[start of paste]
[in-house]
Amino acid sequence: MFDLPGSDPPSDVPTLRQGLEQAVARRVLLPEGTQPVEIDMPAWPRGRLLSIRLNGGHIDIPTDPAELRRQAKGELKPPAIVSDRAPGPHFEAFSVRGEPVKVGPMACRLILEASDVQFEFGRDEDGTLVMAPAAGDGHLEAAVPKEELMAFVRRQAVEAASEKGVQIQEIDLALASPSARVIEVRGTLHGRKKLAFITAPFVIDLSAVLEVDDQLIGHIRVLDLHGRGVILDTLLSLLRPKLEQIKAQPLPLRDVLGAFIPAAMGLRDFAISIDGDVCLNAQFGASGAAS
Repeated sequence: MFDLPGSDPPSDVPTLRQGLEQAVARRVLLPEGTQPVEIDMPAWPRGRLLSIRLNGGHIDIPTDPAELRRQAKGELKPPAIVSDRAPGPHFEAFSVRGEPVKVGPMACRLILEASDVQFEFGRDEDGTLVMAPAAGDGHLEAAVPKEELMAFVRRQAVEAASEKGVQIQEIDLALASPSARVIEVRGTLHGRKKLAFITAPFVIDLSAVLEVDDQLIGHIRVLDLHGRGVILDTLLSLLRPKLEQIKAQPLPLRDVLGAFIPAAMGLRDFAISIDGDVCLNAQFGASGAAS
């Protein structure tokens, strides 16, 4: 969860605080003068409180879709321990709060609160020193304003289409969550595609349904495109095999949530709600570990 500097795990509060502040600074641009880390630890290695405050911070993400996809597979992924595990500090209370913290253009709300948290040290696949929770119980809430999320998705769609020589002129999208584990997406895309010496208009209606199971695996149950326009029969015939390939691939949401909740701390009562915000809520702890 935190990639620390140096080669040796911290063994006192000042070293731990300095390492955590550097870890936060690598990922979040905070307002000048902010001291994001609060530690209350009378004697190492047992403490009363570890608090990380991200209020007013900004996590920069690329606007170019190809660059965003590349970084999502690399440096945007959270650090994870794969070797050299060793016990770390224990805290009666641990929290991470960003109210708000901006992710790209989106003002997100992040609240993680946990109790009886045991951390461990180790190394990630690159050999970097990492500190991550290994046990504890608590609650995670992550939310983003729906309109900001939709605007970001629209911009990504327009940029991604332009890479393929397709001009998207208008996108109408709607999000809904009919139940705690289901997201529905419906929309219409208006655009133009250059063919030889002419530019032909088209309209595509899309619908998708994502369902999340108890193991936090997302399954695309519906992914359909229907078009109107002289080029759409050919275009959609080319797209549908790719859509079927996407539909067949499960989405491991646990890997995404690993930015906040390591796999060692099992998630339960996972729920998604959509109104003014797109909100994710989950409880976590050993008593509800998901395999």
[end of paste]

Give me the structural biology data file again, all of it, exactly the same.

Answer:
[in-house]
Amino acid sequence: MFDLPGSDPPSDVPTLRQGLEQAVARRVLLPEGTQPVEIDMPAWPRGRLLSIRLNGGHIDIPTDPAELRRQAKGELKPPAIVSDRAPGPHFEAFSVRGEPVKVGPMACRLILEASDVQFEFGRDEDGTLVMAPAAGDGHLEAAVPKEELMAFVRRQAVEAASEKGVQIQEIDLALASPSARVIEVRGTLHGRKKLAFITAPFVIDLSAVLEVDDQLIGHIRVLDLHGRGVILDTLLSLLRPKLEQIKAQPLPLRDVLGAFIPAAMGLRDFAISIDGDVCLNAQFGASGAAS
Repeated sequence: MFDLPGSDPPSDVPTLRQGLEQAVARRVLLPEGTQPVEIDMPAWPRGRLLSIRLNGGHIDIPTDPAELRRQAKGELKPPAIVSDRAPGPHFEAFSVRGEPVKVGPMACRLILEASDVQFEFGRDEDGTLVMAPAAGDGHLEAAVPKEELMAFVRRQAVEAASEKGVQIQEIDLALASPSARVIEVRGTLHGRKKLAFITAPFVIDLSAVLEVDDQLIGHIRVLDLHGRGVILDTLLSLLRPKLEQIKAQPLPLRDVLGAFIPAAMGLRDFAISIDGDVCLNAQFGASGAAS
């Protein structure tokens, strides 16, 4: 969860605080003068409180879709321990709060609160020193304003289409969550595609349904495109095999949530709600570990 500097795990509060502040600074641009880390630890290695405050911070993400996809597979992924595990500090209370913290253009709300948290040290696949929770119980809430999320998705769609020589002129999208584990997406895309010496208009209606199971695996149950326009029969015939390939691939949401909740701390009562915000809520702890 935190990639620390140096080669040796911290063994006192000042070293731990300095390492955590550097870890936060690598990922979040905070307002000048902010001291994001609060530690209350009378004697190492047992403490009363570890608090990380991200209020007013900004996590920069690329606007170019190809660059965003590349970084999502690399440096945007959270650090994870794969070797050299060793016990770390224990805290009666641990929290991470960003109210708000901006992710790209989106003002997100992040609240993680946990109790009886045991951390461990180790190394990630690159050999970097990492500190991550290994046990504890608590609650995670992550939310983003729906309109900001939709605007970001629209911009990504327009940029991604332009890479393929397709001009998207208008996108109408709607999000809904009919139940705690289901997201529905419906929309219409208006655009133009250059063919030889002419530019032909088209309209595509899309619908998708994502369902999340108890193991936090997302399954695309519906992914359909229907078009109107002289080029759409050919275009959609080319797209549908790719859509079927996407539909067949499960989405491991646990890997995404690993930015906040390591796999060692099992998630339960996972729920998604959509109104003014797109909100994710989950409880976590050993008593509800998901395999």